“Be it drought, be it inclement weather, be it pest cycles that are changing – there is a lot going on in the farm, and there’s a lot of potential risk,” Baron said in introducing the speakers. “However, perhaps the greatest risk of all is the loss of the hardworking capital – your healthy, fertile soil. And compaction, declining soil organic matter, decreased fertility, soil erosion are all silently undermining production.”
The OFRF recently released a series of publications on best practices for reducing risks faced by organic growers.
“We feel that soil erosion and degradation is perhaps the greatest threat of all,” Baron said. “And we know while hail can destroy the current crop and issues like compaction or low fertility can be corrected within a few years, it takes nature some 500 years to replace an inch of topsoil lost to wind or soil erosion.”
When Confronting a Pandemic, We Must Save Nature to Save Ourselves
Article originally printed in Center for American Progress, April 20, 2020.
The COVID-19 pandemic has brutally and tragically exposed the extent to which the health and well-being of every family in America depends on the health and well-being of nature—both here at home and around the world. Nature is connected to human health, from the inherent mechanisms through which ecosystems regulate the emergence of new pathogens to the health benefits of spending time outdoors. But in our destruction of earth’s natural resources, we are losing these free services and reducing our resilience to new diseases.
The current focus should remain on the immediate medical and socioeconomic needs in the United States. However, the COVID-19 outbreak has laid bare the need for a more proactive and integrated approach to fight infectious disease epidemics, which are becoming more common in many regions around the world. Specifically, alongside investments in epidemiological research and healthcare, we need to address the problem at its root: the destruction of nature.
Mass Extinctions are Accelerating, Scientists Report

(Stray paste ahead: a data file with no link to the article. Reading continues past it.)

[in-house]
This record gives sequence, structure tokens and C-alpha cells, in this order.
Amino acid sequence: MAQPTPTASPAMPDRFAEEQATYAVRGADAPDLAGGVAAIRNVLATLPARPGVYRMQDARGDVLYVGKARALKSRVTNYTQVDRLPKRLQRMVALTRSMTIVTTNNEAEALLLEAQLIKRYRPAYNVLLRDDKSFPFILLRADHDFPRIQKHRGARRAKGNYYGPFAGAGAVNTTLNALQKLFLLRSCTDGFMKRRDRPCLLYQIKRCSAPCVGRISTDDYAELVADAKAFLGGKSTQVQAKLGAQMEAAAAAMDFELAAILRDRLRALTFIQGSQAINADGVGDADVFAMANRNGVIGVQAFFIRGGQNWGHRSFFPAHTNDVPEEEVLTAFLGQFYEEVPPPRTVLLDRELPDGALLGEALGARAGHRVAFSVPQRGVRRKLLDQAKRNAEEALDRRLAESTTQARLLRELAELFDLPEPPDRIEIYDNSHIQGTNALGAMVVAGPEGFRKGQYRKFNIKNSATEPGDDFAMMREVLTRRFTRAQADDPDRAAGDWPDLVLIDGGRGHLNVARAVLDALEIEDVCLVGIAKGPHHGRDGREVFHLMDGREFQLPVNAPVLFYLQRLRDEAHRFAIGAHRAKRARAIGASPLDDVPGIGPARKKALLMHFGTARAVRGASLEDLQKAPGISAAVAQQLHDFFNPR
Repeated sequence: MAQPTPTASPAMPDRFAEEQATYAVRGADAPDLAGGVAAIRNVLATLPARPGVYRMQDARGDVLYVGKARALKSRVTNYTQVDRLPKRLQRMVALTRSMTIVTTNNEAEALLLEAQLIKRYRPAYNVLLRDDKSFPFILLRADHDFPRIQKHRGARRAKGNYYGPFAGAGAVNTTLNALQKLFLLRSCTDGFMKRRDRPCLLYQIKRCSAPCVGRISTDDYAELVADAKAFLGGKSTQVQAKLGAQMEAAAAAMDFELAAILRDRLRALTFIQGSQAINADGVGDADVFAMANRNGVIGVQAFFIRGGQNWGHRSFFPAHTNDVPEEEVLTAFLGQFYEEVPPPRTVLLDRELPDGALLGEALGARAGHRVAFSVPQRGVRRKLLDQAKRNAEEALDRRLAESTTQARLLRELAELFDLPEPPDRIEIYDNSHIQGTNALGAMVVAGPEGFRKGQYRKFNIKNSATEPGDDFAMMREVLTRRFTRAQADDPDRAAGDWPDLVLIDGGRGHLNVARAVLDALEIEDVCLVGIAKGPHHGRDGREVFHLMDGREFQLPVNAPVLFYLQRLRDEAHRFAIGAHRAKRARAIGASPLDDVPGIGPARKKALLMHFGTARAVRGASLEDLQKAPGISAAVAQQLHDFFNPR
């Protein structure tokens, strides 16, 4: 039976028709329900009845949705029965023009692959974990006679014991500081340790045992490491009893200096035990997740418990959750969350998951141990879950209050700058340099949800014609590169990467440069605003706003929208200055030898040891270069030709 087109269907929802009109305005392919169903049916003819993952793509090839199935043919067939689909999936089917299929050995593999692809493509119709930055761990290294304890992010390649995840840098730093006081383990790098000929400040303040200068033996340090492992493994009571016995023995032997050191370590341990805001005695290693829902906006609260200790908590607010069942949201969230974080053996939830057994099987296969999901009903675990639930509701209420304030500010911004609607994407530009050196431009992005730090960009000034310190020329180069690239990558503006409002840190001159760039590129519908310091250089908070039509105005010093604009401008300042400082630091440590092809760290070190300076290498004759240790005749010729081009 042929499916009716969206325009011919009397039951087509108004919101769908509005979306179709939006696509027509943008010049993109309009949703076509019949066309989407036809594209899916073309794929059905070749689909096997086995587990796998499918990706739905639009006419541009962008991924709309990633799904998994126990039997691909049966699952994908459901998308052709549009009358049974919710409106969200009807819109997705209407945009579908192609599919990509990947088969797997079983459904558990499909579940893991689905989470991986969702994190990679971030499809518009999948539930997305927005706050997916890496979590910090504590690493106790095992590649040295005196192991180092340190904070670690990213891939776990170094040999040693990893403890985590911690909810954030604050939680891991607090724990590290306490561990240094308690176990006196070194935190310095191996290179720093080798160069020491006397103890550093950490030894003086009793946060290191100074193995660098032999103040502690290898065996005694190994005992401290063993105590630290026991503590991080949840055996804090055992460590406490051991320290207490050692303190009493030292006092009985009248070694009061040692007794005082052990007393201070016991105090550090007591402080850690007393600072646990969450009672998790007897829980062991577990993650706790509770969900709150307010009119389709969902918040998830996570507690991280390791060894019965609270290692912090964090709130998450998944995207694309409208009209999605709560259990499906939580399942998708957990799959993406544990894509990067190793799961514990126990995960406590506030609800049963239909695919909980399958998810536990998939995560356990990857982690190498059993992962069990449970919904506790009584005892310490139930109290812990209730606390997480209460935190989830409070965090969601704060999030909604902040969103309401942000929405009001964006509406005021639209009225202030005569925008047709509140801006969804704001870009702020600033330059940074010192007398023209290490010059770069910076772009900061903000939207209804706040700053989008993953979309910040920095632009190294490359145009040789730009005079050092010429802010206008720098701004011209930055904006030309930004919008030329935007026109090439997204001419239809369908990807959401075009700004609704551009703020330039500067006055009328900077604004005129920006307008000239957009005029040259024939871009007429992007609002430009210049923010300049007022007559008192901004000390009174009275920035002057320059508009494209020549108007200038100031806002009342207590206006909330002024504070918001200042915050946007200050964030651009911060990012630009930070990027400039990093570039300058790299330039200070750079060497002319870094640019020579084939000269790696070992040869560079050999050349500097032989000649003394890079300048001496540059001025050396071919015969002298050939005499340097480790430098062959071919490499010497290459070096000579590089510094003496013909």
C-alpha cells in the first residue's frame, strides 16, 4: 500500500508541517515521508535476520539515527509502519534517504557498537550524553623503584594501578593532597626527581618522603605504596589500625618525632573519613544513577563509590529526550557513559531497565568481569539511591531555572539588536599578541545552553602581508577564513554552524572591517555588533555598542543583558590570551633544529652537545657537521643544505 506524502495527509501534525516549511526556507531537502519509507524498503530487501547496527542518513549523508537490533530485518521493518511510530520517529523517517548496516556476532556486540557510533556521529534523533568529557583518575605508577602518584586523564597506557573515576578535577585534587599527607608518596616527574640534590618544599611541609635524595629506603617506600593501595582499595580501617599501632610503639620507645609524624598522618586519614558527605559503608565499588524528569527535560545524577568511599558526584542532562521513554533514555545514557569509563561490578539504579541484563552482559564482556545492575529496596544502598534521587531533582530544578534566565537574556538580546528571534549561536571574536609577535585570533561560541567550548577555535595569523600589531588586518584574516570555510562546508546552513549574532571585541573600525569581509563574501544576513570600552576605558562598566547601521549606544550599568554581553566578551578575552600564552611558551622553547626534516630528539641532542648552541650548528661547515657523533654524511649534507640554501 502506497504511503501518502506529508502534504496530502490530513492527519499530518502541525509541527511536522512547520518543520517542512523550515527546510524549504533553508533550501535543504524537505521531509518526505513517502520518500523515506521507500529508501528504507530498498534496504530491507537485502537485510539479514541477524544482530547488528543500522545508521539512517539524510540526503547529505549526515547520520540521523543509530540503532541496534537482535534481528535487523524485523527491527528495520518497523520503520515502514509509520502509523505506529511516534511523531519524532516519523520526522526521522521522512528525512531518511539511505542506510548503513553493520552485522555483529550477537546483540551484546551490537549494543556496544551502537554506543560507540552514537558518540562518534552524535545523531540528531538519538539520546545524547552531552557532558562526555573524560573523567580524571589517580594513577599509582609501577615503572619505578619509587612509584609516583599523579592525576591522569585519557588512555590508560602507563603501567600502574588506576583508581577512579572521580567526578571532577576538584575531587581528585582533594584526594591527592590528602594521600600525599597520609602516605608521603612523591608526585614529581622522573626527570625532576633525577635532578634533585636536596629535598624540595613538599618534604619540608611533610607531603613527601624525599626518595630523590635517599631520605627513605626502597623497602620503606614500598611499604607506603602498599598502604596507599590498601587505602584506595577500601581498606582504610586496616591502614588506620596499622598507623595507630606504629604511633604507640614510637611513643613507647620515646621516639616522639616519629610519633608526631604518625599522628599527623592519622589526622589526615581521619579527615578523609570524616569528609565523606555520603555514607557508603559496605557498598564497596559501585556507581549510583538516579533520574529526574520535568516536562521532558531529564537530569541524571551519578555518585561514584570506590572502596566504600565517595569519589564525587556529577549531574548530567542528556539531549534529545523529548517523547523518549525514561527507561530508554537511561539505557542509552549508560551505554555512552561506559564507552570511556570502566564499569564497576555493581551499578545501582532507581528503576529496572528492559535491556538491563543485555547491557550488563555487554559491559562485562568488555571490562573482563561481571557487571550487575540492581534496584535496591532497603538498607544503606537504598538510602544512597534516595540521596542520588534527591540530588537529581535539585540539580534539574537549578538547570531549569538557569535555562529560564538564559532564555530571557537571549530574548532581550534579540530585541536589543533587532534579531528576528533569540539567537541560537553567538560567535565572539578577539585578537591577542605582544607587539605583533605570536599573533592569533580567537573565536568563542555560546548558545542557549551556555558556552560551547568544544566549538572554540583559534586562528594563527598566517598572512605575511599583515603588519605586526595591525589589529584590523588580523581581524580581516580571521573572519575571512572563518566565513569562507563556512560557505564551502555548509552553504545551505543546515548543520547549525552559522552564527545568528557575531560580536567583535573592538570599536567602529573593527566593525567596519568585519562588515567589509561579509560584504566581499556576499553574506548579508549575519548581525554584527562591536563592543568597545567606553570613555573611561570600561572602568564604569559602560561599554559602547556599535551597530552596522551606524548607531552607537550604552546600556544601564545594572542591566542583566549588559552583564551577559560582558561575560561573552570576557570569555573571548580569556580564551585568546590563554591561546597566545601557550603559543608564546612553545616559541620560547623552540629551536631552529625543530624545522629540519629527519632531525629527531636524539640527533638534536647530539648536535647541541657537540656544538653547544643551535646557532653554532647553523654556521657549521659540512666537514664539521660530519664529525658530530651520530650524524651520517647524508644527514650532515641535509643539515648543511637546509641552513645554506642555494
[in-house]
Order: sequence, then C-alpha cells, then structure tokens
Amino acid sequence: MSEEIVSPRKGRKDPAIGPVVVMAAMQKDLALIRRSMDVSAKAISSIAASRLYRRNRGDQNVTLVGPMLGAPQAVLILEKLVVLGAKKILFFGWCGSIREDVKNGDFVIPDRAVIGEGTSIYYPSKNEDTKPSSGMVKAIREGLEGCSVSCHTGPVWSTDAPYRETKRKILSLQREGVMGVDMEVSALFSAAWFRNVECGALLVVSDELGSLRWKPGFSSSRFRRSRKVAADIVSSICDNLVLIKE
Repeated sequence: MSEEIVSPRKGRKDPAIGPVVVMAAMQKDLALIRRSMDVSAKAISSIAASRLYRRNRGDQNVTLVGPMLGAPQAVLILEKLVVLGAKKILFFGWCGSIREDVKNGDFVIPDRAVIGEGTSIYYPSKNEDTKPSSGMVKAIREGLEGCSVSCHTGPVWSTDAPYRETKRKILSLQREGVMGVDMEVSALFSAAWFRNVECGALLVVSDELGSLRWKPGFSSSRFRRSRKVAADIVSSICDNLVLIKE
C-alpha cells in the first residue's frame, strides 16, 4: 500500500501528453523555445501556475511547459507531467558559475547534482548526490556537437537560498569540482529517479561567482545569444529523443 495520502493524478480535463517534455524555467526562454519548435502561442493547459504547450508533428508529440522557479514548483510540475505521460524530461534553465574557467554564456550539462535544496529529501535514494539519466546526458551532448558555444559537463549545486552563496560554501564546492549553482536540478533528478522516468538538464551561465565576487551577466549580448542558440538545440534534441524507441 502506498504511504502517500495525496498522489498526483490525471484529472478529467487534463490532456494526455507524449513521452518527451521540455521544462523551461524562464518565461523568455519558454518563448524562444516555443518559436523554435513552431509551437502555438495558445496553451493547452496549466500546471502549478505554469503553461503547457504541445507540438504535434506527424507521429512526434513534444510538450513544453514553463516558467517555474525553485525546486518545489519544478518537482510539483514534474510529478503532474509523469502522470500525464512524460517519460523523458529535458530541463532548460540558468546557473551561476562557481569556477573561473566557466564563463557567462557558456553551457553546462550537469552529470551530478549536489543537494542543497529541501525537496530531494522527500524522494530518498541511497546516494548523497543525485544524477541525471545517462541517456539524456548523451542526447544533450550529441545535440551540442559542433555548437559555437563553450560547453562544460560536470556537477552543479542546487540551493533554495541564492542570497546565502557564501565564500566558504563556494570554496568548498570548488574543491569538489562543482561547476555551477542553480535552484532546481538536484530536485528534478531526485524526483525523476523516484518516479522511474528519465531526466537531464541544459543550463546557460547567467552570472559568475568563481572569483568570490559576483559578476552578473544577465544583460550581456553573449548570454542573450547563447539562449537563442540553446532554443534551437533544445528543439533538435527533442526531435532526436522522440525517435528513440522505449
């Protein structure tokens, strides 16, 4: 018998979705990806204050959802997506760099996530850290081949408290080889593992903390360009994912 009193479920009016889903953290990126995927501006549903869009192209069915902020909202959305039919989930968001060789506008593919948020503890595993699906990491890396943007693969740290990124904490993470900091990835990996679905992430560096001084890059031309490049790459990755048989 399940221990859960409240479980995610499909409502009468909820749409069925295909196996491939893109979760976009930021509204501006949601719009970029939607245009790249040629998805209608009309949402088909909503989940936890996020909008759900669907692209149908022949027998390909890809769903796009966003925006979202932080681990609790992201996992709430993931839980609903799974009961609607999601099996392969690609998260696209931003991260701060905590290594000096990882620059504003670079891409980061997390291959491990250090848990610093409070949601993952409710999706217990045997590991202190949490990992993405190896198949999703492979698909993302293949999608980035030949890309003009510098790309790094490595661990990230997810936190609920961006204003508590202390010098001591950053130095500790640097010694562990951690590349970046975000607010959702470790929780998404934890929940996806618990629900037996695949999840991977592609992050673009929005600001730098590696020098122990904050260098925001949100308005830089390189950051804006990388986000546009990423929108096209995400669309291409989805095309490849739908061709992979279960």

Originally printed in New York Times, June 1, 2020 by Rachel Nuwer.
We are in the midst of a mass extinction, many scientists have warned — this one driven not by a catastrophic natural event, but by humans. The unnatural loss of biodiversity is accelerating, and if it continues, the planet will lose vast ecosystems and the necessities they provide, including fresh water, pollination, and pest and disease control.
On Monday, there was more bad news: We are racing faster and closer toward the point of collapse than scientists previously thought, according to research published in the Proceedings of the National Academy of Sciences. The extinction rate among terrestrial vertebrate species is significantly higher than prior estimates, and the critical window for preventing mass losses will close much sooner than formerly assumed — in 10 to 15 years.
New ATTRA Publication: Payments for Ecosystem Services
ATTRA has released a new publication that outlines the different programs farmers can apply for to help reward farmers for implementing practices that improve and maintain ecosystem services. By implementing and getting paid for these practices, farmers are contributing to a healthier environment and improving water quality, air quality and managing disease regulation.
This informative publication outlines four types of programs and describes multiple case studies: direct payments, certifications, tax incentives, and ecosystem service markets. It also offers considerations that farmers can use to decide if enrolling in an ecosystem services market is a beneficial business decision.
Farmer Survey: Farmer Feedback on Coronavirus Food Assistance Program
The National Organic Coalition (NOC) is seeking feedback from organic farmers on the USDA Coronavirus Food Assistance Program (CFAP) direct payment plan for farmers, to better understand how to advocate for meaningful support for organic farmers.
Are you an organic farmer, and have you considered applying for the CFAP?
Science Notes: How Pesticide Sampling Can Help Restore Imperiled Western Monarchs
Milkweeds are critical for the dwindling population of western monarch butterflies to breed in California and other western states. Xerces scientists partnered with researchers from the University of Nevada Reno to investigate pesticide contamination of milkweed plants in California’s Central Valley.
The study, published in Frontiers in Ecology and Evolution, shows that milkweed plants in California are contaminated with a cocktail of pesticides. Nearly one third of the samples tested had insecticides at levels known to be lethal to monarchs.